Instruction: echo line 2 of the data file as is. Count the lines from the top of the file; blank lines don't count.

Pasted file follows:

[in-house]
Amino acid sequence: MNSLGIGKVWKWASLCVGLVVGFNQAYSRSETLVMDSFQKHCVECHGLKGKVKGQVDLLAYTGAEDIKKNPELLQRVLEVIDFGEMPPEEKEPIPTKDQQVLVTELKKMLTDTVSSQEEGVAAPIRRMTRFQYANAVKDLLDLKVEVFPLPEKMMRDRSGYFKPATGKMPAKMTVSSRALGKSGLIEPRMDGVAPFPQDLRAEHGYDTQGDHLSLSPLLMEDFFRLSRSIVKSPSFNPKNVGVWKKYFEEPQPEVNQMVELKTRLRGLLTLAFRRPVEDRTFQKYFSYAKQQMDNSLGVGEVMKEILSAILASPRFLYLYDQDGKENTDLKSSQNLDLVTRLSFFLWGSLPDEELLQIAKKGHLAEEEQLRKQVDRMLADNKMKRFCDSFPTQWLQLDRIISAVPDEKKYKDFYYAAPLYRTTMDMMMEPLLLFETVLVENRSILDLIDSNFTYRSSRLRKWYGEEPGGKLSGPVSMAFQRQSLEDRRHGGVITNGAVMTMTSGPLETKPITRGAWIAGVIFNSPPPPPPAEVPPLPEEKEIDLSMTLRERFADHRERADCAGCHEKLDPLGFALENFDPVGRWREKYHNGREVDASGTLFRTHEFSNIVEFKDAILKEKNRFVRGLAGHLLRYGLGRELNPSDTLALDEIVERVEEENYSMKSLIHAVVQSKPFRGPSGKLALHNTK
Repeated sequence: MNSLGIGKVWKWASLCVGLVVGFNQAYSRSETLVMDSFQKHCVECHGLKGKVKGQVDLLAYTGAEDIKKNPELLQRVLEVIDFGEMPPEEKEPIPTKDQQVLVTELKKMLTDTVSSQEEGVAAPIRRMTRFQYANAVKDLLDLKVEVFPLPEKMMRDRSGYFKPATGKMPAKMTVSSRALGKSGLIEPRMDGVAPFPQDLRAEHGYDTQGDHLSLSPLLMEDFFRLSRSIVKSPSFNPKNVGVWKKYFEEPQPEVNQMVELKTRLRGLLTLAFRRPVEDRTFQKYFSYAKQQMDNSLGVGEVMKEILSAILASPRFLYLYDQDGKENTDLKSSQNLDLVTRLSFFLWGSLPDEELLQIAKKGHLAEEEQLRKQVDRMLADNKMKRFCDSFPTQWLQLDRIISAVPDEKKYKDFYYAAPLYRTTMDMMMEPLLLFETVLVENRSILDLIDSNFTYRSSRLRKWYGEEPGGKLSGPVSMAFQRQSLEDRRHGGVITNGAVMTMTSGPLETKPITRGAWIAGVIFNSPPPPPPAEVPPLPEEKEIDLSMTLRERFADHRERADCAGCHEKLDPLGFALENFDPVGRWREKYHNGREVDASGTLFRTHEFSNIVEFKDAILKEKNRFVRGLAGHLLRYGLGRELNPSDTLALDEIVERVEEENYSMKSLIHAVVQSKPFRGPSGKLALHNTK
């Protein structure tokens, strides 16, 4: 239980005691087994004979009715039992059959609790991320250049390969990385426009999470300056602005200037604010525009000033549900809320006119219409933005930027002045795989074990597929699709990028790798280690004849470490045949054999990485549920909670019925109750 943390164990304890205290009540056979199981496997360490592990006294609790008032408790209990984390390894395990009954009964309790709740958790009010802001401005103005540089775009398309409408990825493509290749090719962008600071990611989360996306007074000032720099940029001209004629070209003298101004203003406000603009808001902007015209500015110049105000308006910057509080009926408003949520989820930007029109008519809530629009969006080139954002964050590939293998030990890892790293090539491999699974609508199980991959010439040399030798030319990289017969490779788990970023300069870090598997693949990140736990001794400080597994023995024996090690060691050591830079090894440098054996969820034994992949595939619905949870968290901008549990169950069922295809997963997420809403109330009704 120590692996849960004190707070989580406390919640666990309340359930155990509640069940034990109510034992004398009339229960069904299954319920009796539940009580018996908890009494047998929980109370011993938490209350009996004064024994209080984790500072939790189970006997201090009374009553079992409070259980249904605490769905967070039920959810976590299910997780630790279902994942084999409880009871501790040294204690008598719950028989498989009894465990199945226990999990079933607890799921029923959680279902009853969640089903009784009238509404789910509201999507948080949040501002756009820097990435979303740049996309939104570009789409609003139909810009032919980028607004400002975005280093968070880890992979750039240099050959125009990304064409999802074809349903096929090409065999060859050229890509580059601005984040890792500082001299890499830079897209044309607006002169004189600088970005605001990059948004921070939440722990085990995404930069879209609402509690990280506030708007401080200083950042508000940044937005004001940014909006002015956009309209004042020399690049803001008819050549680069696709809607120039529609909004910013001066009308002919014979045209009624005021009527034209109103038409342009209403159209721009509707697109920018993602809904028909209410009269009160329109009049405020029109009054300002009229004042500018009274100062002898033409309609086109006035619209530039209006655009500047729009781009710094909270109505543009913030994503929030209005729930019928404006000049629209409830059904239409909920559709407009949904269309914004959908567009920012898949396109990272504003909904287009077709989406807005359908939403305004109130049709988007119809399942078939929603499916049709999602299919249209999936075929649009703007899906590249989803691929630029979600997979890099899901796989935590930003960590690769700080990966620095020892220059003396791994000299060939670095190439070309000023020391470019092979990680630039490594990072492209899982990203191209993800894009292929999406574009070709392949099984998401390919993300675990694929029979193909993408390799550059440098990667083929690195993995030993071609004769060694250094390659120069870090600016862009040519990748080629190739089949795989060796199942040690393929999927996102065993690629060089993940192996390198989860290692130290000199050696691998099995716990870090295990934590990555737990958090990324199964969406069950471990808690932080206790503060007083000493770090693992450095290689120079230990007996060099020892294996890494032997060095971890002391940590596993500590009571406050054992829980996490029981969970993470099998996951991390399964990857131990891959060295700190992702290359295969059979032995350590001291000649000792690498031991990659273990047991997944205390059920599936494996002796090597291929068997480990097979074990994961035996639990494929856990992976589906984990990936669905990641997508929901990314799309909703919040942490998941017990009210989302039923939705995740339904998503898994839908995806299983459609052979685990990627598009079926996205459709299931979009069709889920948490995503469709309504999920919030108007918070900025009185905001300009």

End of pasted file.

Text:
Amino acid sequence: MNSLGIGKVWKWASLCVGLVVGFNQAYSRSETLVMDSFQKHCVECHGLKGKVKGQVDLLAYTGAEDIKKNPELLQRVLEVIDFGEMPPEEKEPIPTKDQQVLVTELKKMLTDTVSSQEEGVAAPIRRMTRFQYANAVKDLLDLKVEVFPLPEKMMRDRSGYFKPATGKMPAKMTVSSRALGKSGLIEPRMDGVAPFPQDLRAEHGYDTQGDHLSLSPLLMEDFFRLSRSIVKSPSFNPKNVGVWKKYFEEPQPEVNQMVELKTRLRGLLTLAFRRPVEDRTFQKYFSYAKQQMDNSLGVGEVMKEILSAILASPRFLYLYDQDGKENTDLKSSQNLDLVTRLSFFLWGSLPDEELLQIAKKGHLAEEEQLRKQVDRMLADNKMKRFCDSFPTQWLQLDRIISAVPDEKKYKDFYYAAPLYRTTMDMMMEPLLLFETVLVENRSILDLIDSNFTYRSSRLRKWYGEEPGGKLSGPVSMAFQRQSLEDRRHGGVITNGAVMTMTSGPLETKPITRGAWIAGVIFNSPPPPPPAEVPPLPEEKEIDLSMTLRERFADHRERADCAGCHEKLDPLGFALENFDPVGRWREKYHNGREVDASGTLFRTHEFSNIVEFKDAILKEKNRFVRGLAGHLLRYGLGRELNPSDTLALDEIVERVEEENYSMKSLIHAVVQSKPFRGPSGKLALHNTK